Putin is a driven fanatic who cannot be understood as anything other than a Slobodan Milosevic on a broader scale. The Serbian demagogue arrived at the end of Communism, when the rest of the former Muscovite zone, and the international public, were transfixed by the heroism of Pope St. John Paul the Great, Lech Walesa, and the Czech writer Vaclav Havel. Milosevic, without the spirituality of the Polish Catholics or the sophistication of the Prague intellectuals, nonetheless proved to be the model for politics in the region and, increasingly, across the world, for decades to come.
The humanity that drank the liberating waters of 1989 and the collapse of Communism did not perceive that Serbian chetniks, rather than Polish labor activists and dissenting intellectuals, would establish the new political tone, beginning in the 1990s and continuing today. Indeed, in Serbia the former “humanist Marxist dissidents” rushed to embrace Milosevic. Today the planet is awash with imitators of Milosevic and Putin, from the National Front in France, to anti-Islamic demonstrators in Germany, and including the so-called “Golden Dawn” movement in Greece, a Hitlerian atavism. The late Serbian war criminal and the very-much-alive Russian manipulator both owe their power to ideologies of Slav imperialism.
Near to Russia and the Balkans, Recep Tayyip Erdogan in Turkey consolidates a barely-disguised personal dictatorship, and his turned his country away from the European Union and toward Putin. Having decimated the Kurdish political leadership inside Turkey, Erdogan is rumored to favor a resumption of the death penalty. That would exclude Turkey from further consideration as an EU member, and may additionally produce executions from among the tens of thousands of Erdogan opponents that have been locked up and dismissed from their employment in the aftermath of the suspect “coup attempt” in Turkey during July. But Erdogan, after a long campaign of political penetration of the Balkans and Turkic Central Asia, now concentrates his attention on Syria and Iraq. In both countries Erdogan seeks a position in determining the future of local societies, by demanding a leading place in the anti-ISIS coalition, which would facilitate Erdogan’s war on the Turkish, Iraqi, and Syrian Kurds.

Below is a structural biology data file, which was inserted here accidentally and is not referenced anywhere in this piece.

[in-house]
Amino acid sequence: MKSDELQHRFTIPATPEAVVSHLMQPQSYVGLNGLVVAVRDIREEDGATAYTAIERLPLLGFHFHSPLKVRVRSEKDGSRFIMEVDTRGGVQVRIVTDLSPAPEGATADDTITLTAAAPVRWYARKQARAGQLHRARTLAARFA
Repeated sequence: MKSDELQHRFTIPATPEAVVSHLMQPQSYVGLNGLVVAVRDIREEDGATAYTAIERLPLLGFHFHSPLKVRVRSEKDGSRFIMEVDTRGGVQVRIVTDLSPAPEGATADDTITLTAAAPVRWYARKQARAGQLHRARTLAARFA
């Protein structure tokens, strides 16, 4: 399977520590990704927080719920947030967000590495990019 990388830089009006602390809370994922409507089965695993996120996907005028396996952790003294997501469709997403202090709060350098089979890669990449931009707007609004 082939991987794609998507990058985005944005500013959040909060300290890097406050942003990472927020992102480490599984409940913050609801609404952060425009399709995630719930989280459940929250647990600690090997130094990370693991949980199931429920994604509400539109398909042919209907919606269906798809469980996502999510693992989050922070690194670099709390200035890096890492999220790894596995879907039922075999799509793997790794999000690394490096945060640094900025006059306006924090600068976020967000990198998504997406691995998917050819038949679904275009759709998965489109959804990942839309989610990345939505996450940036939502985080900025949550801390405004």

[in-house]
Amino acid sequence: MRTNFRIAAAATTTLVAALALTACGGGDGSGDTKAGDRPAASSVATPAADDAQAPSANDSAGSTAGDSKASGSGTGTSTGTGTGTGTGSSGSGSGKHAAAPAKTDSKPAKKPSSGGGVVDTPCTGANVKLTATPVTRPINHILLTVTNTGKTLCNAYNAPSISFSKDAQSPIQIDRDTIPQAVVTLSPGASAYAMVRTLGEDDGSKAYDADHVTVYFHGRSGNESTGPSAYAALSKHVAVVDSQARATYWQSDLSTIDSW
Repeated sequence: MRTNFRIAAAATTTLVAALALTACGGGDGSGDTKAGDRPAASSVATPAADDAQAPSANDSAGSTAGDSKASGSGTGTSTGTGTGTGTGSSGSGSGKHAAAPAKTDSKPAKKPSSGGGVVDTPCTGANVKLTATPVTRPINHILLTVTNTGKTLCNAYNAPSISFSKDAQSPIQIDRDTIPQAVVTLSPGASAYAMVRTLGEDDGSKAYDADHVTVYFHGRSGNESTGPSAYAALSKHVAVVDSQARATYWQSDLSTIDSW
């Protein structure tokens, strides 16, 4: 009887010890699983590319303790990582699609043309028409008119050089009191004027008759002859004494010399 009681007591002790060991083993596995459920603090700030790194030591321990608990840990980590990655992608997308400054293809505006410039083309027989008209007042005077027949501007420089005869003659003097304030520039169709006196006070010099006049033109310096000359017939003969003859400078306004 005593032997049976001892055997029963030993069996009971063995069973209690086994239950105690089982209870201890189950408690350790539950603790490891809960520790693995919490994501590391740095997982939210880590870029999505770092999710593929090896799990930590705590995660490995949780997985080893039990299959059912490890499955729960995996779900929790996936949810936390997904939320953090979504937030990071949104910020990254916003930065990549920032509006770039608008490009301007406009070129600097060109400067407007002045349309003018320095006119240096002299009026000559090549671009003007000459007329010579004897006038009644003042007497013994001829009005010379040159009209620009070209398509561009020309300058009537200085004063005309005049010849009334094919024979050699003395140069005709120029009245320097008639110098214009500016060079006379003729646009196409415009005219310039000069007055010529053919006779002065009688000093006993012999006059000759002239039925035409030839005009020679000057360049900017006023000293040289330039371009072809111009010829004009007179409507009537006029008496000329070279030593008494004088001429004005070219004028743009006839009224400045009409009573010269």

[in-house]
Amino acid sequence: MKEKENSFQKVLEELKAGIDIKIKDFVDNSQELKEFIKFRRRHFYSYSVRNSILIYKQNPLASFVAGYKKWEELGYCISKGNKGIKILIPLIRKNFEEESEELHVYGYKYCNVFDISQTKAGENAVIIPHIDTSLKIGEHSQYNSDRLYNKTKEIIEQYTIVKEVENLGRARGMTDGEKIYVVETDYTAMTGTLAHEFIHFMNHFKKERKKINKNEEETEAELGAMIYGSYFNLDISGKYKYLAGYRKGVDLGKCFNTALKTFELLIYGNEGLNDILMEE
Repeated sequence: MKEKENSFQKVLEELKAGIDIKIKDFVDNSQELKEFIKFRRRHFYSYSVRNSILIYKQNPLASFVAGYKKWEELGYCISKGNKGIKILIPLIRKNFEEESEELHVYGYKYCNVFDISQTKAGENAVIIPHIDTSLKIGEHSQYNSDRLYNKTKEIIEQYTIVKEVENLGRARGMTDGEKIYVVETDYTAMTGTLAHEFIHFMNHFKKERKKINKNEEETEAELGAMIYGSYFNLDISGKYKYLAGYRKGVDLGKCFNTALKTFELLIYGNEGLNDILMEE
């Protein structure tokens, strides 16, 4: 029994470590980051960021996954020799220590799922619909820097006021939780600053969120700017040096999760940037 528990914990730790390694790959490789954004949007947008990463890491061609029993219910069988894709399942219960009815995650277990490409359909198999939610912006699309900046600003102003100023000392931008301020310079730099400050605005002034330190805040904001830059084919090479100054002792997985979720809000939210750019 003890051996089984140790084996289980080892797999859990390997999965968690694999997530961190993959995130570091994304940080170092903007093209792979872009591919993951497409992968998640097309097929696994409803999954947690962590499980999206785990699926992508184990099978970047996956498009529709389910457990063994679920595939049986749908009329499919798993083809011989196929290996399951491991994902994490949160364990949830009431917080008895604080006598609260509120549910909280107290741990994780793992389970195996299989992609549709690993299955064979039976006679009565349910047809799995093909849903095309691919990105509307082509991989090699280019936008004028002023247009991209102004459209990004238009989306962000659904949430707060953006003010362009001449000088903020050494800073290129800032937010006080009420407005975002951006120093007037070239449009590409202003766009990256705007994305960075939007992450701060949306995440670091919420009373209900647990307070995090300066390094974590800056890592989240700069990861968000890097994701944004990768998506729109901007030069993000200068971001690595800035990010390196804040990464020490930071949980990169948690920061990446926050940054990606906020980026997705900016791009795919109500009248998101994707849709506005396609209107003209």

Ultranationalist populism has revived tensions between and within the established states. As chaos roils the lives of us all, many eruptions of resentment, prejudice, and violence are blamed on religious competition. Radical Islam has been met in Europe by “Christian reaffirmation” that is undisguised in its contempt for other faiths.
Given this global environment, the Albanians remain few in number, but provide, as they have for so long, an example of interreligious cooperation in the interest of national unity against hostile neighbors. A majority-Muslim people that respects and protects their Roman Catholic and Albanian Orthodox neighbors – in addition to their salvation of Jews during the German occupation of the second world war – the Albanians represent an undeniable alternative to the sectarian horrors inflicted in the Middle East and fostered, as in the past, by Russia. On Albanian Flag Day 2016, the Albanians should celebrate their history and principles of tolerance, and reaffirm their participation in the struggle against religious radicalism of every kind.